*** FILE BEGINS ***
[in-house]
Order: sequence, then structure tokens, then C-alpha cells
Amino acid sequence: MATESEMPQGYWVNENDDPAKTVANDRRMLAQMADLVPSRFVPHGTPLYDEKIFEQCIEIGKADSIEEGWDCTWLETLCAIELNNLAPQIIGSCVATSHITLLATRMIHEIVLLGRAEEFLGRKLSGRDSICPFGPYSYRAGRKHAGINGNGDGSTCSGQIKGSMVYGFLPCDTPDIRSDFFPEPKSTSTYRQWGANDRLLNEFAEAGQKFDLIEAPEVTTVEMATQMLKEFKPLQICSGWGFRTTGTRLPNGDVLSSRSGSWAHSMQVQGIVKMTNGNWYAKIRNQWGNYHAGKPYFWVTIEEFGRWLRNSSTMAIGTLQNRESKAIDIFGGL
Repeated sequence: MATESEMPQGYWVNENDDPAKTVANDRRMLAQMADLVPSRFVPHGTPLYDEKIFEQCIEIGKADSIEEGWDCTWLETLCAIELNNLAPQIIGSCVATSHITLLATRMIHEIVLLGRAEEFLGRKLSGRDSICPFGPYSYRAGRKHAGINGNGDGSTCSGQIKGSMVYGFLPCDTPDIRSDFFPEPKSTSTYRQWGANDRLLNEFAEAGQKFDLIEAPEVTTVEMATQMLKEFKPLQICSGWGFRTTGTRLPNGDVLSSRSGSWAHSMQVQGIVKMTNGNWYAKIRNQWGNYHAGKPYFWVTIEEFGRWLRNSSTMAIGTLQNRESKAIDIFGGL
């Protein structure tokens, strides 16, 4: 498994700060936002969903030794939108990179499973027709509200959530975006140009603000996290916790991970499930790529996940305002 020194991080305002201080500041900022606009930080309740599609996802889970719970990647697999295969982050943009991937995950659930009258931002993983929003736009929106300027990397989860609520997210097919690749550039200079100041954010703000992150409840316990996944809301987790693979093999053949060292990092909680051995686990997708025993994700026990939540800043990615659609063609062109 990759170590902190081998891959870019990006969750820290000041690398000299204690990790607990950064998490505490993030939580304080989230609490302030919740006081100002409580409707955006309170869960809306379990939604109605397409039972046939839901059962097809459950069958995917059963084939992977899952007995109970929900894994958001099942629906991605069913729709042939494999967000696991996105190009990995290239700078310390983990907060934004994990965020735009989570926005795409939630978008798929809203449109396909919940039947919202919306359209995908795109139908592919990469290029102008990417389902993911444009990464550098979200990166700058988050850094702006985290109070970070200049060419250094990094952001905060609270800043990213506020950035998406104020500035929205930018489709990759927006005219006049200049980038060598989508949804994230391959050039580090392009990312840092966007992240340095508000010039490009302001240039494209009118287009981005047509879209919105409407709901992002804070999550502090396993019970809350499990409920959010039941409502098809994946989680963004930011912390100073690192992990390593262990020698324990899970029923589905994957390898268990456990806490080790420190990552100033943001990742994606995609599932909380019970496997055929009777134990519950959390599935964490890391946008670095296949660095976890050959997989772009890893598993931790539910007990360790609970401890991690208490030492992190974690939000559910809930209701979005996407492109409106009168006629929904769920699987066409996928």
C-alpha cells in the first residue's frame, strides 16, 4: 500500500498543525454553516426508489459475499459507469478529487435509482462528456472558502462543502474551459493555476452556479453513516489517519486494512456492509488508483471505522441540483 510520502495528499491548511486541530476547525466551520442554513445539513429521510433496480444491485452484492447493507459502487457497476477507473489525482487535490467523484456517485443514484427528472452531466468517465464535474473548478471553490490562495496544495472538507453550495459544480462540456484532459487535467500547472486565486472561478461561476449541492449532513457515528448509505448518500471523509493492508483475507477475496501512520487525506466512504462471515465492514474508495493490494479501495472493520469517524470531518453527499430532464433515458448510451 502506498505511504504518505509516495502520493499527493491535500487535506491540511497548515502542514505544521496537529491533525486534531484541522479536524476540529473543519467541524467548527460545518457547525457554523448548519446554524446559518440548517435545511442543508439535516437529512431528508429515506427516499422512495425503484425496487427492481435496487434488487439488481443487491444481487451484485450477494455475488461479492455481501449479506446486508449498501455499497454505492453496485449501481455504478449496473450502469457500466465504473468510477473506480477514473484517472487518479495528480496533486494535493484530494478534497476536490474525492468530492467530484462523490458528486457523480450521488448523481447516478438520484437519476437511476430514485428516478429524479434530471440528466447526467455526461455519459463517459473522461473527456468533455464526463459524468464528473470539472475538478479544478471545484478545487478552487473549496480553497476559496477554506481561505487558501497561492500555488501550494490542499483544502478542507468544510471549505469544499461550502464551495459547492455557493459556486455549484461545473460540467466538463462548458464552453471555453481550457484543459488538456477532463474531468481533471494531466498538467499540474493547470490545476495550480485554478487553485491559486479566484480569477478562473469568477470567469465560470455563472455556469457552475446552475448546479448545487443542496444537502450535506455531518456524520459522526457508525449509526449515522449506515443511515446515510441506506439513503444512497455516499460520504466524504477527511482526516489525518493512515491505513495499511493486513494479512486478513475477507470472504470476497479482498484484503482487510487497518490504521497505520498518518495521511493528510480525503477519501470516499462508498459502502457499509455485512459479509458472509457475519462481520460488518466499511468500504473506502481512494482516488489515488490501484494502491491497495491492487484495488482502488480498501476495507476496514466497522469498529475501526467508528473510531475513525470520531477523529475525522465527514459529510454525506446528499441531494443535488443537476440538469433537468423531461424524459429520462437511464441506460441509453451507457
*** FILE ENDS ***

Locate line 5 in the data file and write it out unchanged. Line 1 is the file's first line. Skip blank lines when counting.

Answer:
């Protein structure tokens, strides 16, 4: 498994700060936002969903030794939108990179499973027709509200959530975006140009603000996290916790991970499930790529996940305002 020194991080305002201080500041900022606009930080309740599609996802889970719970990647697999295969982050943009991937995950659930009258931002993983929003736009929106300027990397989860609520997210097919690749550039200079100041954010703000992150409840316990996944809301987790693979093999053949060292990092909680051995686990997708025993994700026990939540800043990615659609063609062109 990759170590902190081998891959870019990006969750820290000041690398000299204690990790607990950064998490505490993030939580304080989230609490302030919740006081100002409580409707955006309170869960809306379990939604109605397409039972046939839901059962097809459950069958995917059963084939992977899952007995109970929900894994958001099942629906991605069913729709042939494999967000696991996105190009990995290239700078310390983990907060934004994990965020735009989570926005795409939630978008798929809203449109396909919940039947919202919306359209995908795109139908592919990469290029102008990417389902993911444009990464550098979200990166700058988050850094702006985290109070970070200049060419250094990094952001905060609270800043990213506020950035998406104020500035929205930018489709990759927006005219006049200049980038060598989508949804994230391959050039580090392009990312840092966007992240340095508000010039490009302001240039494209009118287009981005047509879209919105409407709901992002804070999550502090396993019970809350499990409920959010039941409502098809994946989680963004930011912390100073690192992990390593262990020698324990899970029923589905994957390898268990456990806490080790420190990552100033943001990742994606995609599932909380019970496997055929009777134990519950959390599935964490890391946008670095296949660095976890050959997989772009890893598993931790539910007990360790609970401890991690208490030492992190974690939000559910809930209701979005996407492109409106009168006629929904769920699987066409996928």